Most of what you’ll read here is life and fun, with episodes from my past, amusing and serious. But I have an unwelcome stranger lodged in my brain, as you’ll find if you explore my stories. Our destinies are interlocked, but its deadly presence reminds me every minute that each day of life is a miracle. This is my space to reflect on life, and an interactive area where we can share our experiences freely. Without you, this blog has no reason for existence. Carpe Diem!
I worked as a lecturer in Asian history in the History Department at the University of New England from 1976 to 2007. Somewhere along the line, quite a while ago, Trish Wright-Langsford [better known in the olden days as Trish Cluley] and Gina Butler joined the staff of the Department as Administrative Officers. When Tracey met them, she called them 'Trish the Dish' and 'Gina Ballerina', names which appear to have stuck with them for the past decade.
These two women are living testament to the fact that the Admin Officers are by far the most important and powerful people in a Department or School of a university, and woe betide those who put them offside! But that's another story. More importantly, Trish and Gina have been fantastic in keeping morale up for Tracey and me in difficult times with their laughter and wickedness and fun, visiting and telling the uni gossip and going over old times. True friends - the best. Never would they let you down.
Late-ish Sunday afternoon. The headache I had yesterday seems to have gone, which is good news, as I was connecting it, perhaps quite wrongly, to an increase in blood pressure. I have had so few headaches over the year that the warning bells go out when one happens. Probably a case of a little learning being a dangerous thing. [Thanks, Mr Pope, but though there are plenty of Pierian springs about I don't have that much time and energy to explore them!]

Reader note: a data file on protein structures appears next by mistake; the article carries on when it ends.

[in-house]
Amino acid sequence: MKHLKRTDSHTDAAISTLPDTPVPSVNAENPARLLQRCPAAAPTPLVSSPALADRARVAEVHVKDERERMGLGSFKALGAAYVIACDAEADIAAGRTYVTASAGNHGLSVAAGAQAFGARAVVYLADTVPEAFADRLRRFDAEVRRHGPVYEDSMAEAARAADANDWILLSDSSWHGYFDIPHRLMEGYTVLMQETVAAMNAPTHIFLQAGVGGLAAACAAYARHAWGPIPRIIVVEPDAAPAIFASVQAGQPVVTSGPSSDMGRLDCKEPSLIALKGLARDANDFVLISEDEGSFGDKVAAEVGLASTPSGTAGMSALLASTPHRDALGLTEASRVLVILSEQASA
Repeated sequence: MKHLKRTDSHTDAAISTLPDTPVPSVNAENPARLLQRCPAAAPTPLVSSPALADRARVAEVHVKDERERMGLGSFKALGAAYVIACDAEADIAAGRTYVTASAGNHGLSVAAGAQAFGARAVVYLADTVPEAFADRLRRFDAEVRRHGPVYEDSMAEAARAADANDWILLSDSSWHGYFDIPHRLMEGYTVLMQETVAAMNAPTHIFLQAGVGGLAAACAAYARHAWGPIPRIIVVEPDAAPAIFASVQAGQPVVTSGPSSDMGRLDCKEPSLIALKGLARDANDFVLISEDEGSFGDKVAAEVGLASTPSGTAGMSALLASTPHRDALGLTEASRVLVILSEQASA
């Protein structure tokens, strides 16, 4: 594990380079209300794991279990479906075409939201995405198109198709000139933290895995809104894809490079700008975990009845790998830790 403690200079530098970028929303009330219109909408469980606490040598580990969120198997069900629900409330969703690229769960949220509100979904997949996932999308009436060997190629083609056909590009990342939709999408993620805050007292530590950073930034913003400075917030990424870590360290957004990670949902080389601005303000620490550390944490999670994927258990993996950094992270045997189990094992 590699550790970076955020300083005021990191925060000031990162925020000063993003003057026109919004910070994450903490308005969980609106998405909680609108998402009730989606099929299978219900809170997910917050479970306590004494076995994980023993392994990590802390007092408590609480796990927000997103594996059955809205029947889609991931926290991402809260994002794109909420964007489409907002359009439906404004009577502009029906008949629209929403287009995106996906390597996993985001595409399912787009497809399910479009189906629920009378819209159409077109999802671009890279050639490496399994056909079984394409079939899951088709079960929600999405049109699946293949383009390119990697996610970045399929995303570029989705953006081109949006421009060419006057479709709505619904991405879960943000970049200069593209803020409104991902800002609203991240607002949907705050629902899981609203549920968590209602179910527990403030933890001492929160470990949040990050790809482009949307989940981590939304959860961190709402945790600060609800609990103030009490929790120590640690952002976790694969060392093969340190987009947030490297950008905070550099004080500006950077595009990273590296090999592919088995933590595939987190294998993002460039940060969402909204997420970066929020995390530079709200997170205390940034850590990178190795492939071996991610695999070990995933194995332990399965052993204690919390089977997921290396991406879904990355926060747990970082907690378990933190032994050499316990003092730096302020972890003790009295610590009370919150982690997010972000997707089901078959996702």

There's been an increase in intermittent pain in my right arm, which I am seeing as positive after some fairly heavy duty physiotherapy last Thursday to try to build some new neural connections between brain and arm. It's hard work, both for the physiotherapist and for me. It is so strange to tell your wrist to do something and it just... lies there. But with effort comes a little movement, and the only way is to build on that. Stroke victims, I know exactly how you feel when you are trying to recover use of some portion of your body. More importantly, we are almost up to the 3 week mark without seizures. This has never happened before. There's an awful lot of wood-touching going on here...
Disclaimer: I am not a medical doctor and what appears as advice here is simply the product of my experience with my form of cancer. It carries no authority in terms of treatment of any other person and should be seen merely as a point of comparison with medical advice from professional medical sources.